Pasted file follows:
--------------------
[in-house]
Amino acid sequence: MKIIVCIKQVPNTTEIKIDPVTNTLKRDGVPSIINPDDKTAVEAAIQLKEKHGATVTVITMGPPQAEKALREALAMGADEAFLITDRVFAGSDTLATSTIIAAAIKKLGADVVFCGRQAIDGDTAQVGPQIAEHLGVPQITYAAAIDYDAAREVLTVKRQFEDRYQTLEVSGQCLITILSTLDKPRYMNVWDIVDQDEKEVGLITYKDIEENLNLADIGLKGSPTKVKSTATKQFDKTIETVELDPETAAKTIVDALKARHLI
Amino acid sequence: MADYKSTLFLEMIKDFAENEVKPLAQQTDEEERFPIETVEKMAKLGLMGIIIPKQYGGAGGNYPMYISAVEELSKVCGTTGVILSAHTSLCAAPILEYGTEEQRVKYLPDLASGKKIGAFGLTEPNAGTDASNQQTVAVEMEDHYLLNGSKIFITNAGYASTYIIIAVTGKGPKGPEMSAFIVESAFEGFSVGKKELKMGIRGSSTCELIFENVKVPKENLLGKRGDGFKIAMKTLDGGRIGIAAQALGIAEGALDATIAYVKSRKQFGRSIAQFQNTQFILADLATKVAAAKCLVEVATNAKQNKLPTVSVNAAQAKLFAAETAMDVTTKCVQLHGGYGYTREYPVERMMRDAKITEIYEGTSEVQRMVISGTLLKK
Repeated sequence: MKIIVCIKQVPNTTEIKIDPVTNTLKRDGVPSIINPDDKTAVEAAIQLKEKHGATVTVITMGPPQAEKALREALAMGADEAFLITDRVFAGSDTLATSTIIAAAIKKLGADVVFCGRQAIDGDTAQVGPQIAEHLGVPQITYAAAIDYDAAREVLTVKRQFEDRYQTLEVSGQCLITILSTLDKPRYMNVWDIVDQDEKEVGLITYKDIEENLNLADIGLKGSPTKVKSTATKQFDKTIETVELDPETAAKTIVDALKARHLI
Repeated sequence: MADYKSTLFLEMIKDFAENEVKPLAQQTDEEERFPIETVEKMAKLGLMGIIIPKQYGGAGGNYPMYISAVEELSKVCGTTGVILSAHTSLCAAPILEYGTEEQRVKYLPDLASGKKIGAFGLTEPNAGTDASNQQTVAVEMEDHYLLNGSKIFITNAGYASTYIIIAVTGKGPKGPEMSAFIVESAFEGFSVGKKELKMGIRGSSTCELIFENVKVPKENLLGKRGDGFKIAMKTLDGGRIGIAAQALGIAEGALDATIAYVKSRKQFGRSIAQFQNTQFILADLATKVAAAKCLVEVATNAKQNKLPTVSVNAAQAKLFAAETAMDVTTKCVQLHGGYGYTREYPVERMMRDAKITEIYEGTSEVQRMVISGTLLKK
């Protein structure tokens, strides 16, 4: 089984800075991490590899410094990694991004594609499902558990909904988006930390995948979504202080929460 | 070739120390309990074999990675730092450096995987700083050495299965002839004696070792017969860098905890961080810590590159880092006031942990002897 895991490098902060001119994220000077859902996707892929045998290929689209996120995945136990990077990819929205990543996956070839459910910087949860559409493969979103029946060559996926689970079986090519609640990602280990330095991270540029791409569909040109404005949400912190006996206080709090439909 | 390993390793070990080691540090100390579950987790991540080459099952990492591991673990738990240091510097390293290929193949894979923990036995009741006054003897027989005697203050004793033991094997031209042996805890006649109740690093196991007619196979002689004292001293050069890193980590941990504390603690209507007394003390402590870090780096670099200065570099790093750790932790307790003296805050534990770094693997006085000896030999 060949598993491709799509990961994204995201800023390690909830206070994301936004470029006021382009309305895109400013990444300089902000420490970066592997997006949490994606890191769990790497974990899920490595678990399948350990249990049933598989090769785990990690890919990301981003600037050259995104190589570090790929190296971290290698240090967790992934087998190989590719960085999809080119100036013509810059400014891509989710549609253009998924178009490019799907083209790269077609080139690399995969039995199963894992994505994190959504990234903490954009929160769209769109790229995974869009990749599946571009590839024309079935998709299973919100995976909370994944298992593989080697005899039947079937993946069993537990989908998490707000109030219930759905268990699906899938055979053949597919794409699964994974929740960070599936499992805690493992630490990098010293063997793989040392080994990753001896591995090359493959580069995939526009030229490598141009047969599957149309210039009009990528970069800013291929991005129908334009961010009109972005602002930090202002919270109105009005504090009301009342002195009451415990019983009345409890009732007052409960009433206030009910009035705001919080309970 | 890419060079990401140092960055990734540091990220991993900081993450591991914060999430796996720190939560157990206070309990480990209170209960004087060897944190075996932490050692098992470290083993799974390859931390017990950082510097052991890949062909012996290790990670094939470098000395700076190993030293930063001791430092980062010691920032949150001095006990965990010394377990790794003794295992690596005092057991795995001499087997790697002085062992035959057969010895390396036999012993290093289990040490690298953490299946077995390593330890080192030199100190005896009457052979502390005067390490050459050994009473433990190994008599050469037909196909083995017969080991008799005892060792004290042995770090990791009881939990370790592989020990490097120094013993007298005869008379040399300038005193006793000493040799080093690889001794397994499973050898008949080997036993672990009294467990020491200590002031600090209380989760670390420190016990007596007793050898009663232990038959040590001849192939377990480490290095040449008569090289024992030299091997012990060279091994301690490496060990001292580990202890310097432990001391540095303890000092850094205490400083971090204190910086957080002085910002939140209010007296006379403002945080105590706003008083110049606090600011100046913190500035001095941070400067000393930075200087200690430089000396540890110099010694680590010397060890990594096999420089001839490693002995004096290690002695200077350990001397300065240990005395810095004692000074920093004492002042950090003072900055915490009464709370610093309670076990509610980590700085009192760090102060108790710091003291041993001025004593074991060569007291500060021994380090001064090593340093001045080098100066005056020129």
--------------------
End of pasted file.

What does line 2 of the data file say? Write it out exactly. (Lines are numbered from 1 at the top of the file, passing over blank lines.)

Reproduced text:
Amino acid sequence: MKIIVCIKQVPNTTEIKIDPVTNTLKRDGVPSIINPDDKTAVEAAIQLKEKHGATVTVITMGPPQAEKALREALAMGADEAFLITDRVFAGSDTLATSTIIAAAIKKLGADVVFCGRQAIDGDTAQVGPQIAEHLGVPQITYAAAIDYDAAREVLTVKRQFEDRYQTLEVSGQCLITILSTLDKPRYMNVWDIVDQDEKEVGLITYKDIEENLNLADIGLKGSPTKVKSTATKQFDKTIETVELDPETAAKTIVDALKARHLI